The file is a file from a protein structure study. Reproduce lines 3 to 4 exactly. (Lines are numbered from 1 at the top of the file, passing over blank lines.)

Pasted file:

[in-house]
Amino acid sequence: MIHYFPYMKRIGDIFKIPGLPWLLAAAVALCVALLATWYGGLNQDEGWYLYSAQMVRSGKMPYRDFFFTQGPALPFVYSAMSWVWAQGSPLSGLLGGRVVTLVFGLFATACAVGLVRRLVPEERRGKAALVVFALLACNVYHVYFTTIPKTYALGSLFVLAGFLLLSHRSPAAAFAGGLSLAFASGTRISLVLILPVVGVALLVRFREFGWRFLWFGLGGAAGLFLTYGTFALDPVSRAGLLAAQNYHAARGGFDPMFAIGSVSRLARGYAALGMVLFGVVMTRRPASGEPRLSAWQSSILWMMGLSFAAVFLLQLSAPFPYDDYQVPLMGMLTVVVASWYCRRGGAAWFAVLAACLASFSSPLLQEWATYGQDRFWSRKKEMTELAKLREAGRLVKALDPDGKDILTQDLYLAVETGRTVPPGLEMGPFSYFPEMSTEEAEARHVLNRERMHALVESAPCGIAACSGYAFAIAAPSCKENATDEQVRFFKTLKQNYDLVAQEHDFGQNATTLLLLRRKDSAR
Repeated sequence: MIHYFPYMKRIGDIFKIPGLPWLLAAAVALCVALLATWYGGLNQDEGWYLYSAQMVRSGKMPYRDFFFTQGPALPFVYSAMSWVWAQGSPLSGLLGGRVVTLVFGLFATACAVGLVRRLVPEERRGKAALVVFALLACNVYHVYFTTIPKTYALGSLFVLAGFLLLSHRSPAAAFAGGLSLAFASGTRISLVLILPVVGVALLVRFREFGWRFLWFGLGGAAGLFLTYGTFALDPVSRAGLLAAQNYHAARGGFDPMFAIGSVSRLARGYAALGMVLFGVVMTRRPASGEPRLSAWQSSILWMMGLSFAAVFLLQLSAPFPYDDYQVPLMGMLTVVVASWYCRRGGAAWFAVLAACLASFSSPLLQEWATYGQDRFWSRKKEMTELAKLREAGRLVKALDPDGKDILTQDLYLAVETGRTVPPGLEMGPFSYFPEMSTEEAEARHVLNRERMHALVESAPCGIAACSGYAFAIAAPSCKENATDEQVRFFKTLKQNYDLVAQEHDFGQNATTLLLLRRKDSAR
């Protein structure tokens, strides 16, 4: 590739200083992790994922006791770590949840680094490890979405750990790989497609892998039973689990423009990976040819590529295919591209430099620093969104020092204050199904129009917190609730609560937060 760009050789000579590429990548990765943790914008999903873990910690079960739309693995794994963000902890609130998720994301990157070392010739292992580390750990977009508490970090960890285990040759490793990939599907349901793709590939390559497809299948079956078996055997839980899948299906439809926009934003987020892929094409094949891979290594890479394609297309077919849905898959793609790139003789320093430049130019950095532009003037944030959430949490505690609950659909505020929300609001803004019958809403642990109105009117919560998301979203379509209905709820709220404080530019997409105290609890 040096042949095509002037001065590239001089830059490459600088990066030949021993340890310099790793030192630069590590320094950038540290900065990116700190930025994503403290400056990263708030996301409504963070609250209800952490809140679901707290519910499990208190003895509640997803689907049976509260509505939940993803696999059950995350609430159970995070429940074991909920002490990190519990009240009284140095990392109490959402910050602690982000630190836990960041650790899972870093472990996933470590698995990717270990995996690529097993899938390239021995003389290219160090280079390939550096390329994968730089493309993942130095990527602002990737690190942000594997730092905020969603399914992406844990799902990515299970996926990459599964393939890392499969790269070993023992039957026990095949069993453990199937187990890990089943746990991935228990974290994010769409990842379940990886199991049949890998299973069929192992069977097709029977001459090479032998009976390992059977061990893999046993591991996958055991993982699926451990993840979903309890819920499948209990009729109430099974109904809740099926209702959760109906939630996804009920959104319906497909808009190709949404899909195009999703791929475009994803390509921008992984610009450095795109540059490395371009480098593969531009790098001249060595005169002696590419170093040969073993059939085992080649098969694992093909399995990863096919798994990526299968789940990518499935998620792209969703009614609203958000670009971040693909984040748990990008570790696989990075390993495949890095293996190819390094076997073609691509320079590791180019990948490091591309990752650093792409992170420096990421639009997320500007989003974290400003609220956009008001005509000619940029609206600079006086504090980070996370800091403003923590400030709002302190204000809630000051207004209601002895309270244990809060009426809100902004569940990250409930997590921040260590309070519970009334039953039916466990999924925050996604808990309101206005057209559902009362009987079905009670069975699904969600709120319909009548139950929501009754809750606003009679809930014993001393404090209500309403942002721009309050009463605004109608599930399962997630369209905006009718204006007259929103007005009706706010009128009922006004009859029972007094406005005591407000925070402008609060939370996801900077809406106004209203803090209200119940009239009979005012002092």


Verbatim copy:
Repeated sequence: MIHYFPYMKRIGDIFKIPGLPWLLAAAVALCVALLATWYGGLNQDEGWYLYSAQMVRSGKMPYRDFFFTQGPALPFVYSAMSWVWAQGSPLSGLLGGRVVTLVFGLFATACAVGLVRRLVPEERRGKAALVVFALLACNVYHVYFTTIPKTYALGSLFVLAGFLLLSHRSPAAAFAGGLSLAFASGTRISLVLILPVVGVALLVRFREFGWRFLWFGLGGAAGLFLTYGTFALDPVSRAGLLAAQNYHAARGGFDPMFAIGSVSRLARGYAALGMVLFGVVMTRRPASGEPRLSAWQSSILWMMGLSFAAVFLLQLSAPFPYDDYQVPLMGMLTVVVASWYCRRGGAAWFAVLAACLASFSSPLLQEWATYGQDRFWSRKKEMTELAKLREAGRLVKALDPDGKDILTQDLYLAVETGRTVPPGLEMGPFSYFPEMSTEEAEARHVLNRERMHALVESAPCGIAACSGYAFAIAAPSCKENATDEQVRFFKTLKQNYDLVAQEHDFGQNATTLLLLRRKDSAR
């Protein structure tokens, strides 16, 4: 590739200083992790994922006791770590949840680094490890979405750990790989497609892998039973689990423009990976040819590529295919591209430099620093969104020092204050199904129009917190609730609560937060 760009050789000579590429990548990765943790914008999903873990910690079960739309693995794994963000902890609130998720994301990157070392010739292992580390750990977009508490970090960890285990040759490793990939599907349901793709590939390559497809299948079956078996055997839980899948299906439809926009934003987020892929094409094949891979290594890479394609297309077919849905898959793609790139003789320093430049130019950095532009003037944030959430949490505690609950659909505020929300609001803004019958809403642990109105009117919560998301979203379509209905709820709220404080530019997409105290609890 040096042949095509002037001065590239001089830059490459600088990066030949021993340890310099790793030192630069590590320094950038540290900065990116700190930025994503403290400056990263708030996301409504963070609250209800952490809140679901707290519910499990208190003895509640997803689907049976509260509505939940993803696999059950995350609430159970995070429940074991909920002490990190519990009240009284140095990392109490959402910050602690982000630190836990960041650790899972870093472990996933470590698995990717270990995996690529097993899938390239021995003389290219160090280079390939550096390329994968730089493309993942130095990527602002990737690190942000594997730092905020969603399914992406844990799902990515299970996926990459599964393939890392499969790269070993023992039957026990095949069993453990199937187990890990089943746990991935228990974290994010769409990842379940990886199991049949890998299973069929192992069977097709029977001459090479032998009976390992059977061990893999046993591991996958055991993982699926451990993840979903309890819920499948209990009729109430099974109904809740099926209702959760109906939630996804009920959104319906497909808009190709949404899909195009999703791929475009994803390509921008992984610009450095795109540059490395371009480098593969531009790098001249060595005169002696590419170093040969073993059939085992080649098969694992093909399995990863096919798994990526299968789940990518499935998620792209969703009614609203958000670009971040693909984040748990990008570790696989990075390993495949890095293996190819390094076997073609691509320079590791180019990948490091591309990752650093792409992170420096990421639009997320500007989003974290400003609220956009008001005509000619940029609206600079006086504090980070996370800091403003923590400030709002302190204000809630000051207004209601002895309270244990809060009426809100902004569940990250409930997590921040260590309070519970009334039953039916466990999924925050996604808990309101206005057209559902009362009987079905009670069975699904969600709120319909009548139950929501009754809750606003009679809930014993001393404090209500309403942002721009309050009463605004109608599930399962997630369209905006009718204006007259929103007005009706706010009128009922006004009859029972007094406005005591407000925070402008609060939370996801900077809406106004209203803090209200119940009239009979005012002092």